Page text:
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This is an article that I don’t want to write, because I firmly believe the questions I’m asking will reveal to us just how — I’m not sure if the word I want to put here is “indifferent,” which is much more socially kind that saying “bigoted” — we can be as people.

Yes, we North Americans, so quick to bomb the shit out of other cultures if they trigger our righteous indignation.

On Facebook, there have been various campaigns that were kicked off by ordinary people creating a program that allowed you to alter your profile picture with a certain flag to show your solidarity with certain global events or groups of people. An example: you could show your solidarity with the victims of the Paris attacks on November 15, 2015, by super-imposing a French flag over your profile picture on Facebook.

So there was solidarity shown on more than just one front. Global support for the victims quickly spread as French nationals and ex-pats gathered around French embassies across the globe to denounce ISIS who claimed responsibility for the attacks.

And those of us who were unwilling or unable to make it to their respective French embassies turned to social media — with the same fervor as the ALS Ice Bucket Challenge to be seen and heard.

Various hashtags found their way onto Twitter, for example #JeSuisParis appeared, in reference to January’s #JeSuisCharlie.

But not to be outdone by Twitter, Facebook allowed its users to superimpose the French flag over their profile picture as a solidarity gesture. And it caught on.

As Americans debated the definition and implications of legalizing same-sex marriage, this triggered cheers from across the globe for America to “do the right thing” — and anyone, regardless of their nationality that had a Facebook account could put a rainbow flag filter over their profile picture to show their support for same-sex rights and for the citizens of America.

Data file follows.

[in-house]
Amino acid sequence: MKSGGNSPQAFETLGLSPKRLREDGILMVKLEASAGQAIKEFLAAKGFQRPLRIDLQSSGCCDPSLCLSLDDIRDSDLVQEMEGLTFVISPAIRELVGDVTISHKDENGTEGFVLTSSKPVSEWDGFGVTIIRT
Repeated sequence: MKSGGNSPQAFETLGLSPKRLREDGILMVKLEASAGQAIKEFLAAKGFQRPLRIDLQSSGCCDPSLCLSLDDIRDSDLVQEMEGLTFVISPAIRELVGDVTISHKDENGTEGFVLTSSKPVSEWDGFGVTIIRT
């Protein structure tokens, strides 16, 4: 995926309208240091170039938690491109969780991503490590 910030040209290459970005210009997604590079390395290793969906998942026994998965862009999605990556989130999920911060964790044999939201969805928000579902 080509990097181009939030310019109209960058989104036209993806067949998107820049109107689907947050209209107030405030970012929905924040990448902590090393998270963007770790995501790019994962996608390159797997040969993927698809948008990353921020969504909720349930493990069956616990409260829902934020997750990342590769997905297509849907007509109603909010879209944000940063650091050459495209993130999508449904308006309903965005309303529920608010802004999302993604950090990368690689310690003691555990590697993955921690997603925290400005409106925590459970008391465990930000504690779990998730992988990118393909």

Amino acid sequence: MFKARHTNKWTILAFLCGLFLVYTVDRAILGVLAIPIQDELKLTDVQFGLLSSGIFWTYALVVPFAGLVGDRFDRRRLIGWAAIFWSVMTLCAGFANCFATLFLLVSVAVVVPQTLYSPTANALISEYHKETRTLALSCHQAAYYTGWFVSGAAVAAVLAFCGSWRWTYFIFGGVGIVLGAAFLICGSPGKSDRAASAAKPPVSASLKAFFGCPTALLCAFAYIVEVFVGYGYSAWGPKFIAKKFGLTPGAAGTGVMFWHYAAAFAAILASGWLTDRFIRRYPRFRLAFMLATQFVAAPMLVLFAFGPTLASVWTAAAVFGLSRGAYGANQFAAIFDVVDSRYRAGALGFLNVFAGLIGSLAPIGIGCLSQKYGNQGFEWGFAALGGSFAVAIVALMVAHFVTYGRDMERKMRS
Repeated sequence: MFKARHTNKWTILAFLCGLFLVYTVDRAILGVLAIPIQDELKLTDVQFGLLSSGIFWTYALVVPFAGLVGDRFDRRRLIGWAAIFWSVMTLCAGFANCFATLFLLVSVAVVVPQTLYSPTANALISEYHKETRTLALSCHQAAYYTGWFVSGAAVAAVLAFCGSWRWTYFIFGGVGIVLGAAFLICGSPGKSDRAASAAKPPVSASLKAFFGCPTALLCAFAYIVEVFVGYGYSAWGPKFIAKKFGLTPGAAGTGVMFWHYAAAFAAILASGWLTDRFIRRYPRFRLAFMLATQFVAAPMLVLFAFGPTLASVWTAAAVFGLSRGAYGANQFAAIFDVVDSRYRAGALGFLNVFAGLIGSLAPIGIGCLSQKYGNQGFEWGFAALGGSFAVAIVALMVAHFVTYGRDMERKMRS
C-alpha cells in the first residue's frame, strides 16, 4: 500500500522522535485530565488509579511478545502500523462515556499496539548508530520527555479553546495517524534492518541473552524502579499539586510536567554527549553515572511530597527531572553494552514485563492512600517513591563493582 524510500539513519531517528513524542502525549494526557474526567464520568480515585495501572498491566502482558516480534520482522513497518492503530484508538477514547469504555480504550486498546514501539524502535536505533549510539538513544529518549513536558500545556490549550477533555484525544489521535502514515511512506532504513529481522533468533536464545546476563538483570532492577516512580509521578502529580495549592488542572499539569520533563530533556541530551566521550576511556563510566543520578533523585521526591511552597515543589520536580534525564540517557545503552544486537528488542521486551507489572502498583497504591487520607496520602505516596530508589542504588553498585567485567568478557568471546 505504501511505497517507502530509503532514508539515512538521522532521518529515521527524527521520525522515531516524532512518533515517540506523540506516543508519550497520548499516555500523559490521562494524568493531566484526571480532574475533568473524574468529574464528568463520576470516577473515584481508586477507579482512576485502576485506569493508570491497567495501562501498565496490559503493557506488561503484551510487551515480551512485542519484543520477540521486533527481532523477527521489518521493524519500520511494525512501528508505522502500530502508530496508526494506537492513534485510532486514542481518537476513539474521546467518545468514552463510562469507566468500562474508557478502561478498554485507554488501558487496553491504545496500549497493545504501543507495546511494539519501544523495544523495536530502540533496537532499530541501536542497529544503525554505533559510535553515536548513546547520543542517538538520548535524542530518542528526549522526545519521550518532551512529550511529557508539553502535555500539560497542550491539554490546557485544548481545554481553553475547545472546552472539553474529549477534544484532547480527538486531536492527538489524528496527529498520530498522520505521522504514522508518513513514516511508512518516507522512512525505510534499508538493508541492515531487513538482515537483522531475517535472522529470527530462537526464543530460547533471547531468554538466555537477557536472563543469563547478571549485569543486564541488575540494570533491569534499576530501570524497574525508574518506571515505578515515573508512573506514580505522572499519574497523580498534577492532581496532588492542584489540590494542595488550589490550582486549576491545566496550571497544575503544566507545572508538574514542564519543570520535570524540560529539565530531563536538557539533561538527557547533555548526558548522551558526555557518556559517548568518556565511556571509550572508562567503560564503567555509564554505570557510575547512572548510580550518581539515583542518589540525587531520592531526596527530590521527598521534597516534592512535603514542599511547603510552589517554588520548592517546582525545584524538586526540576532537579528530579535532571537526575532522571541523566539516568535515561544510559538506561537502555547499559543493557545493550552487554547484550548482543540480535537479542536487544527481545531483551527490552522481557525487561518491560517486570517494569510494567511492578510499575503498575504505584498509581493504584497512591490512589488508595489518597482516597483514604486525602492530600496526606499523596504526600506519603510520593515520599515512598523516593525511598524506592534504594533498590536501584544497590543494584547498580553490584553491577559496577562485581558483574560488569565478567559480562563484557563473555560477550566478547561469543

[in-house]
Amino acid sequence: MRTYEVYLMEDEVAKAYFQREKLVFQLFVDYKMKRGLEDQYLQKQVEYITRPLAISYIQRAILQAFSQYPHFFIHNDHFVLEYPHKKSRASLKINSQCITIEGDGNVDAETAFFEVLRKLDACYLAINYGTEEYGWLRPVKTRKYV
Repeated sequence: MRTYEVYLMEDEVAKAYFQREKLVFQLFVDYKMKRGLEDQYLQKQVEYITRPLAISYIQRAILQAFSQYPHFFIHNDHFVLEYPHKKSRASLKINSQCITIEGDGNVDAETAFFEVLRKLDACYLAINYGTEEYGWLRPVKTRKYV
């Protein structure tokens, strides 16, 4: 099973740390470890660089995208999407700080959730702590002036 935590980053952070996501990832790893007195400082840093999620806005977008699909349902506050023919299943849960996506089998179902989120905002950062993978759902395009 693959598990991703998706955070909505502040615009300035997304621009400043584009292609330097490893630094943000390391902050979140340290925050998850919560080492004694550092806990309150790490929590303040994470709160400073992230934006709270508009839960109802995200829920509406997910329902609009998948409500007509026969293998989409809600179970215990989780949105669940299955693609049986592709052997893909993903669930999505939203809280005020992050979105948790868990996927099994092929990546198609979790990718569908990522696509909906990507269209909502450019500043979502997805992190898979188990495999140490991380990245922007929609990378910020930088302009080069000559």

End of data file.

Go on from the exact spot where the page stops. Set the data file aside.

It was a media sensation, Facebook draped in a rainbow flag. But looking back upon it now, I’m not sure how many Canadians really cared what Americans voted for as long as we looked like the good guys.

How pro-same sex marriage were we as a nation? Judging by how many Canadians had a rainbow flag as their profile picture in 2015, we were every tea-party drinking, right-wing cookie baking, homeschooling mother’s worst nightmare. But eventually, the novelty of the righteous indignation wore off, and the rainbow solidarity was gone.

But then the mass shootings in Orlando happened, and when it seemed the world needed Canada to care again about civil rights and terrorism, for whatever reason, because of the state of our own economy or the prospects of our new Prime Minister, even we stopped caring about the moral supremacy of LGTBQ rights, and life itself.

And the only thing that that’s keeping the world from knowing the truth about how little we care about the LGBTQ community in America is that a few Torontonians have again placed a rainbow filter over their profile picture on their Facebook accounts. But not nearly enough.

Thank god for Pride Toronto to hide our shame and hypocrisy.

But it’s not just us who had displayed that rainbow flag and considered it a perfectly good measure of people’s support for gay rights issues.

I certainly could not have been the only one who noticed just how colourful people’s Facebook profiles had become back then, so as a test, I’ve asked that very question on Facebook, so my friends and those who just like my journalism, will both be able to respond.

I mean, especially since our Pride is on display so close to the date of that awful Orlando shooting, perhaps I thought that we would be on the vanguard of this issue once again.

Perhaps I’m just being a bit paranoid, no…sentimental?

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Krystalline Kraus

krystalline kraus is an intrepid explorer and reporter from Toronto, Canada. A veteran activist and journalist for rabble.ca, she needs no aviator goggles, gas mask or red cape but proceeds fearlessly...